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A Psychic Scam

May 19, 2010

The CartomancerI recently read a blog post by Digital Dame called “Faux Psychics” that reminded me to warn people about a common “psychic” scam.  I doubt that most of you reading this blog would fall for this sort of scam, but I think exposing / discussing it is important anyway.  So tell all your friends, okay?

The important point made in the indicated blog post can be summed up in this quote:

… when someone says you have a curse on you and they can lift it for large sums of money, this is a sign unto you that your hair just caught fire and you should be running out the door screaming. You do not, repeat, DO NOT have a curse on you.

Although the news item mentioned in that blog sounds incredible, I have heard more than a few stories much like it, and it always appalls me. And I’m talking about first hand accounts that I’ve heard — not just rumors or news articles. Some people have told me that they just laughed and walked away when a “psychic” tried to work this scam on them, and that’s a relief.  But one guy I talked to was really worried that maybe he did have an evil spirit haunting him, and I had to work a little to convince him that this was bull$hit.

So here are a couple of danger signs to look out for so you can avoid even being confronted with scams like this.  (If anyone reading this has other danger signs, please feel free to leave a comment about it.)

First:  If a “psychic” has a storefront (which costs a bit of money) but still offers cheap readings (like “Readings — only $10”) and doesn’t have a line of customers out the door, how do you think they make enough money to stay in business? They put on a scam like this. Now, I’m not talking about someone who has set up a chair and a small table on a boardwalk somewhere.  They don’t have the overhead of a storefront, so they can offer $10 readings and cover their costs.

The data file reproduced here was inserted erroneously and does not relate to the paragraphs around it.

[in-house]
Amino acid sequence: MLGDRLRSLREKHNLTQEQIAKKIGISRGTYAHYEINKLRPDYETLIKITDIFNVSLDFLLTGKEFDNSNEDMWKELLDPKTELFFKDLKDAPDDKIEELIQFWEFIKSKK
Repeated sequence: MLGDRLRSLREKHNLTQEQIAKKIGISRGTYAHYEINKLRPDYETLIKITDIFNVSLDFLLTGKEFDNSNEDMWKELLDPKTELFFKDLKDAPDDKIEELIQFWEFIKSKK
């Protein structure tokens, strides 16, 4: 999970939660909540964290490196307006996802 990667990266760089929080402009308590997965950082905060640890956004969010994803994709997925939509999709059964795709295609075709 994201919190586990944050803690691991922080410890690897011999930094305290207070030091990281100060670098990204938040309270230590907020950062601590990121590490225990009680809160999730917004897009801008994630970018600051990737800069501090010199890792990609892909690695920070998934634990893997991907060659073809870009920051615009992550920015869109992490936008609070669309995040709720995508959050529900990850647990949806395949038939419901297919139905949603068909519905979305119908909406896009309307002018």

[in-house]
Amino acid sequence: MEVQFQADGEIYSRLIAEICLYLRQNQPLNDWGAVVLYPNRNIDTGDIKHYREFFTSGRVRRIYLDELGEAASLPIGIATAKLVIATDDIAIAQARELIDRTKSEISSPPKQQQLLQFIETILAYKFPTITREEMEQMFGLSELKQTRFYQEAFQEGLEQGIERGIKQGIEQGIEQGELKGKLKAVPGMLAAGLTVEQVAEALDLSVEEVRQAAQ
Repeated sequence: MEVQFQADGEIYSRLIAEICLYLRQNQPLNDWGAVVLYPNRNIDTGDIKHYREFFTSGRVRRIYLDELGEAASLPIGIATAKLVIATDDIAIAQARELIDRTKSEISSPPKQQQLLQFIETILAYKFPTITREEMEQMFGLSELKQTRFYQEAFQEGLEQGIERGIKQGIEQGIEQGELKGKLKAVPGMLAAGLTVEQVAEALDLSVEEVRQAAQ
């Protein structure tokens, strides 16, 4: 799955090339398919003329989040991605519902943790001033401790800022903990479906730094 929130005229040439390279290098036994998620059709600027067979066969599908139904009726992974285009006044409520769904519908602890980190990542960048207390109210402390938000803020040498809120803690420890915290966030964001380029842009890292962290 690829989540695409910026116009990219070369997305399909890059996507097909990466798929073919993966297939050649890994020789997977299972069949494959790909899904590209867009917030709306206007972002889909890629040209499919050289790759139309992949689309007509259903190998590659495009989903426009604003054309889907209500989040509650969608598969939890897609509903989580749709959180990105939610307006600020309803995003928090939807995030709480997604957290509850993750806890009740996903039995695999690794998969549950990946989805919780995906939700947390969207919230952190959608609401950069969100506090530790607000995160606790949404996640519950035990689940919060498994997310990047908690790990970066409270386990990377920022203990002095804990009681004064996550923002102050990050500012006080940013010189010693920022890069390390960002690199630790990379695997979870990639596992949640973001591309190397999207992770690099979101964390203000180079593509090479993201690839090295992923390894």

Second:  If you go for a reading and ask if a friend can sit in on it and the “psychic” refuses, that may be a bad sign.  (When anyone asks me that, I tell them that I don’t mind, but it’s up to the person getting the reading.)  You see, it’s hard to pull this sort of scam when there is someone else listening to it.  On the other hand, I do understand that some readers legitimately feel that a third person being present might inhibit the free flow of the reading.  So I think that this is not quite a red flag, but I’d at least call it a yellow flag.

I mentioned in the comments section of Digital Dame’s blog that this sort of thing is reprehensible and it gives us legitimate readers a bad reputation.  She responded that:

Sadly these are the ‘readers’ who get press, and it gives the impression that all readers are like this. Hopefully reputable readers speaking out against these types will prove otherwise.

This is quite true, and it’s good advice.

ADDENDUM 1:

A Facebook friend of mine, Oephebia Stars, commented:

Regarding the paragraph about having someone listening to the reading, I always refuse because you never know what a reading can unravel and it can be embarrassing for the person. Also I may pick up things from the “listener” too.   So to avoid confusion, I always say that since the reading is recorded on a CD, it is up to the querent to let their friend listen to the CD or not.